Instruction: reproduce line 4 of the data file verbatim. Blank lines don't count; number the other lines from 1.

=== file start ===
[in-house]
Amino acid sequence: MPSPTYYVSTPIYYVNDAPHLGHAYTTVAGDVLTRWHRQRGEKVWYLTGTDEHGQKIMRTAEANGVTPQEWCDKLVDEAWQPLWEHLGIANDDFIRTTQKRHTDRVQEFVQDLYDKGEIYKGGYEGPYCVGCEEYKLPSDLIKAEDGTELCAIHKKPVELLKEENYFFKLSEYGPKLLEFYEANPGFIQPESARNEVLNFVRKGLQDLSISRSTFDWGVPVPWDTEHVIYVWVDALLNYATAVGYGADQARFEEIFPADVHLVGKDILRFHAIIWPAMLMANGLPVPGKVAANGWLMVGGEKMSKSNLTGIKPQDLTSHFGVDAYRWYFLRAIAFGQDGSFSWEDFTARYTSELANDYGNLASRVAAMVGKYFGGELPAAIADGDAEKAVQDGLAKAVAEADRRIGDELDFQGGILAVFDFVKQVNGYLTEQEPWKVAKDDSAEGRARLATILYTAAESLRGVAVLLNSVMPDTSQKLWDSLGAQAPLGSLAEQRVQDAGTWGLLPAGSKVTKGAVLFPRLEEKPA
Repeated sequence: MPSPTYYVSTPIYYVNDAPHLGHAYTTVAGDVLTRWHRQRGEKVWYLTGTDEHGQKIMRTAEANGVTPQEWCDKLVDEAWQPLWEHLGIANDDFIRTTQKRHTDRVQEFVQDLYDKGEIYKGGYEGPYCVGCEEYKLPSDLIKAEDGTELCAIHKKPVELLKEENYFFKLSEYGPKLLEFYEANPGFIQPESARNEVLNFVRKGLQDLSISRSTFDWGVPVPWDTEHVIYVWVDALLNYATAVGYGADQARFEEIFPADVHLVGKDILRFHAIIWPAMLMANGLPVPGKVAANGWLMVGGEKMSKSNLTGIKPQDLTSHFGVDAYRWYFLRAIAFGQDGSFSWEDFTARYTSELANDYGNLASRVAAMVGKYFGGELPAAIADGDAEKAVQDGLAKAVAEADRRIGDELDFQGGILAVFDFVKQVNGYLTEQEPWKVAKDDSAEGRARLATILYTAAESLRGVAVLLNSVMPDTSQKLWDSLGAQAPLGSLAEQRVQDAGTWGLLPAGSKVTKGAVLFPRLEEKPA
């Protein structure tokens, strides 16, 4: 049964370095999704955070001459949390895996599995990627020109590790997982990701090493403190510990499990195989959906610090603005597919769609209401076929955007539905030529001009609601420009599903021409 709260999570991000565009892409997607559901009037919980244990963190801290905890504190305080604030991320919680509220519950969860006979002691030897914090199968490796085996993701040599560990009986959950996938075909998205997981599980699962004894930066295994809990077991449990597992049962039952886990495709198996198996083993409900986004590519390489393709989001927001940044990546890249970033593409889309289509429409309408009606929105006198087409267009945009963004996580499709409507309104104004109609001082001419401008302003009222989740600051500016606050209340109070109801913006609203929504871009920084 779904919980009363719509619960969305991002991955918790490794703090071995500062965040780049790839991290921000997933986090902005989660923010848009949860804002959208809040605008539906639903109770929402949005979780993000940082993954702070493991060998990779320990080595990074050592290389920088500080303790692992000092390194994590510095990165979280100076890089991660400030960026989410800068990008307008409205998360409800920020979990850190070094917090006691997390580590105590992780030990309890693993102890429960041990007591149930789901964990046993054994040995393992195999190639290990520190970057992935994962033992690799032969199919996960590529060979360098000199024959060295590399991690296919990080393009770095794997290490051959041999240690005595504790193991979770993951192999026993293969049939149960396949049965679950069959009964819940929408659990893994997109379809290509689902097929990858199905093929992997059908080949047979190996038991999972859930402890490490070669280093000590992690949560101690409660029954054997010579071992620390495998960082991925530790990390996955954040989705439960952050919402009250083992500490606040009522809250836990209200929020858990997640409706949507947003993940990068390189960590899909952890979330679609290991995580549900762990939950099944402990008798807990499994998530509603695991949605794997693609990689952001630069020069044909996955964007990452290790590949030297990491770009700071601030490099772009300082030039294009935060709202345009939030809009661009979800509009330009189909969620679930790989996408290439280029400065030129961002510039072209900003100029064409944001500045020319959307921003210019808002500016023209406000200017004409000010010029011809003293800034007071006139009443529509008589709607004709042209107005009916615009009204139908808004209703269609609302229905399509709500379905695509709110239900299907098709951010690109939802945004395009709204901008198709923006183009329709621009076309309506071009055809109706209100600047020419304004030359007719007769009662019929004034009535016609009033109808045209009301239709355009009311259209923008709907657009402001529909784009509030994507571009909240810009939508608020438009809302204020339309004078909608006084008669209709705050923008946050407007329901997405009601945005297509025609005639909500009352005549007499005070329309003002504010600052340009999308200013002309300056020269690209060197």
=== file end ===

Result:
């Protein structure tokens, strides 16, 4: 049964370095999704955070001459949390895996599995990627020109590790997982990701090493403190510990499990195989959906610090603005597919769609209401076929955007539905030529001009609601420009599903021409 709260999570991000565009892409997607559901009037919980244990963190801290905890504190305080604030991320919680509220519950969860006979002691030897914090199968490796085996993701040599560990009986959950996938075909998205997981599980699962004894930066295994809990077991449990597992049962039952886990495709198996198996083993409900986004590519390489393709989001927001940044990546890249970033593409889309289509429409309408009606929105006198087409267009945009963004996580499709409507309104104004109609001082001419401008302003009222989740600051500016606050209340109070109801913006609203929504871009920084 779904919980009363719509619960969305991002991955918790490794703090071995500062965040780049790839991290921000997933986090902005989660923010848009949860804002959208809040605008539906639903109770929402949005979780993000940082993954702070493991060998990779320990080595990074050592290389920088500080303790692992000092390194994590510095990165979280100076890089991660400030960026989410800068990008307008409205998360409800920020979990850190070094917090006691997390580590105590992780030990309890693993102890429960041990007591149930789901964990046993054994040995393992195999190639290990520190970057992935994962033992690799032969199919996960590529060979360098000199024959060295590399991690296919990080393009770095794997290490051959041999240690005595504790193991979770993951192999026993293969049939149960396949049965679950069959009964819940929408659990893994997109379809290509689902097929990858199905093929992997059908080949047979190996038991999972859930402890490490070669280093000590992690949560101690409660029954054997010579071992620390495998960082991925530790990390996955954040989705439960952050919402009250083992500490606040009522809250836990209200929020858990997640409706949507947003993940990068390189960590899909952890979330679609290991995580549900762990939950099944402990008798807990499994998530509603695991949605794997693609990689952001630069020069044909996955964007990452290790590949030297990491770009700071601030490099772009300082030039294009935060709202345009939030809009661009979800509009330009189909969620679930790989996408290439280029400065030129961002510039072209900003100029064409944001500045020319959307921003210019808002500016023209406000200017004409000010010029011809003293800034007071006139009443529509008589709607004709042209107005009916615009009204139908808004209703269609609302229905399509709500379905695509709110239900299907098709951010690109939802945004395009709204901008198709923006183009329709621009076309309506071009055809109706209100600047020419304004030359007719007769009662019929004034009535016609009033109808045209009301239709355009009311259209923008709907657009402001529909784009509030994507571009909240810009939508608020438009809302204020339309004078909608006084008669209709705050923008946050407007329901997405009601945005297509025609005639909500009352005549007499005070329309003002504010600052340009999308200013002309300056020269690209060197």